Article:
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The car had a 60-valve, quad-turbo V12 powering all four wheels through a six-speed gearbox. The 3.5 L (3499 cc) engine had a bore of 81 mm (3.2 in) and a stroke of 56.6 mm (2.2 in) and was capable of 553 PS (542 hp/407 kW) at 8000 rpm. Acceleration to 100 km/h (62 mph) took 4.5 seconds, and the GT has a top speed of 213 mph (336 km/h).
The car used a double wishbone suspension, with the chassis built by Aerospatiale, an aircraft company, and made from carbon fibre. Equipped with Gandini's famous lifting scissor doors, it had a glass engine cover that provided a view of the V12 engine along with a speed-sensitive electronic rear wing that could be raised at the flick of a switch. The shift-knob was placed closer to the driver so that less time would be taken to shift. No expenses were spared when it came to speed. Five pre-production prototypes with aluminum chassis were built, followed by eight with composite chassis. Following these, it is believed that only 95 GT and 31 SS production models were constructed.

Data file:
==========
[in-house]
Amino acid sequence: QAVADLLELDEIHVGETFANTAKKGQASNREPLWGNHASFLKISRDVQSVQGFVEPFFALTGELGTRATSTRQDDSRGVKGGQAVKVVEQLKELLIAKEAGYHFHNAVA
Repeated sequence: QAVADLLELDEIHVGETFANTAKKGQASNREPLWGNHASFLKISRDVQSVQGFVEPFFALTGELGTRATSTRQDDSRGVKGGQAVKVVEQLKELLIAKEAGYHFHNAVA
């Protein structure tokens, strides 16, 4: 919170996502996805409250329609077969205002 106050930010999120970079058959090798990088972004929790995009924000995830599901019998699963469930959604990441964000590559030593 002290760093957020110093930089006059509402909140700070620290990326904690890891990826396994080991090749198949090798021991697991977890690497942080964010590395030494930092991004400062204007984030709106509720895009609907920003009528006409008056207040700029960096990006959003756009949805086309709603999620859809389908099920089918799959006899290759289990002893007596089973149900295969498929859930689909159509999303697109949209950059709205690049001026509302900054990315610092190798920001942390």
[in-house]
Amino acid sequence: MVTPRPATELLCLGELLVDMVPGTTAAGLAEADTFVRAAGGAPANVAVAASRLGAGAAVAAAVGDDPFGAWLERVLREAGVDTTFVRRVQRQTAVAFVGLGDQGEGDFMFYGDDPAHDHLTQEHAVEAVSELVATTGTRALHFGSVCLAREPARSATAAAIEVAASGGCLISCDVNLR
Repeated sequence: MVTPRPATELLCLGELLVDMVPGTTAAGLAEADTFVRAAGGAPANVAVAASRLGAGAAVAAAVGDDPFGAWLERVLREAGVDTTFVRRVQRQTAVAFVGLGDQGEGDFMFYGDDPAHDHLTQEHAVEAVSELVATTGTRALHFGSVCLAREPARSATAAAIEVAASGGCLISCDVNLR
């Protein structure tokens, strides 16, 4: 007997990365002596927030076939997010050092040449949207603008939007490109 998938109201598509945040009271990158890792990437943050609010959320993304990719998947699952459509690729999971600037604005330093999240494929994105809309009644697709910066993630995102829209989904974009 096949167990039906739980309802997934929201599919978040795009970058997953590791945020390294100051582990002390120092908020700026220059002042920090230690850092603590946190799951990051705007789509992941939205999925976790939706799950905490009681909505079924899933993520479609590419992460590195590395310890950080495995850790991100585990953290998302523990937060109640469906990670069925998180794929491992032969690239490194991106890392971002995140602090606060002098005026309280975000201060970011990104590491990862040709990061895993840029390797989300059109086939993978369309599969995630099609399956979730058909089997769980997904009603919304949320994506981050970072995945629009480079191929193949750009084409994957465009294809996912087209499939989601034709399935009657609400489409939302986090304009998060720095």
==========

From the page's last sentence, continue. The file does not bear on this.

In 1992, a lighter and more powerful model with 600 PS (592 hp/441 kW) at 8000 rpm, the EB110 SS (SuperSport) was introduced. This car was capable of 216 mph (352 km/h) and 0-100 km/h (62 mph) in 3.2 seconds.
At a price of more than US$350,000 for the SS model, the car wasn't going to be anything but exclusive. Early in 1994 Formula One driver Michael Schumacher purchased a banana-yellow EB 110 Super Sport, giving the company a great deal of publicity. Derek Hill, son of American Formula One Champion Phil Hill, was one of the three drivers on a team that competed with an EB 110 in the United States at the 1996 24 Hours of Daytona.
Hard times hit the company in 1995 and, as result of chairman Artioli's over ambitious purchase of Lotus in addition to the company's quest to develop the EB112 a four door car, the company was bankrupt. Dauer Racing GmbH of Nuremberg, Germany, bought the semi-finished EB 110 cars in the assembly plant plus the parts inventory through the bankruptcy trustee. The remaining chassis and a version of the engine were later developed by B Engineering into their Edonis sports car.
Despite later racing for Ferrari 1996 onward and a high profile collision with a truck the previous year which he took the blame on the braking system, Schumacher continued to retain the EB110SS. Schumacher sold the car in 2003 to Modena Motorsport, a Ferrari garage specialising in service, race preparation and sales of classic Ferraris in Germany.
Bugatti Type 12-2
Check out the Bugatti EB110 wallpapers and Bugatti EB110 Pictures (pics) collection below: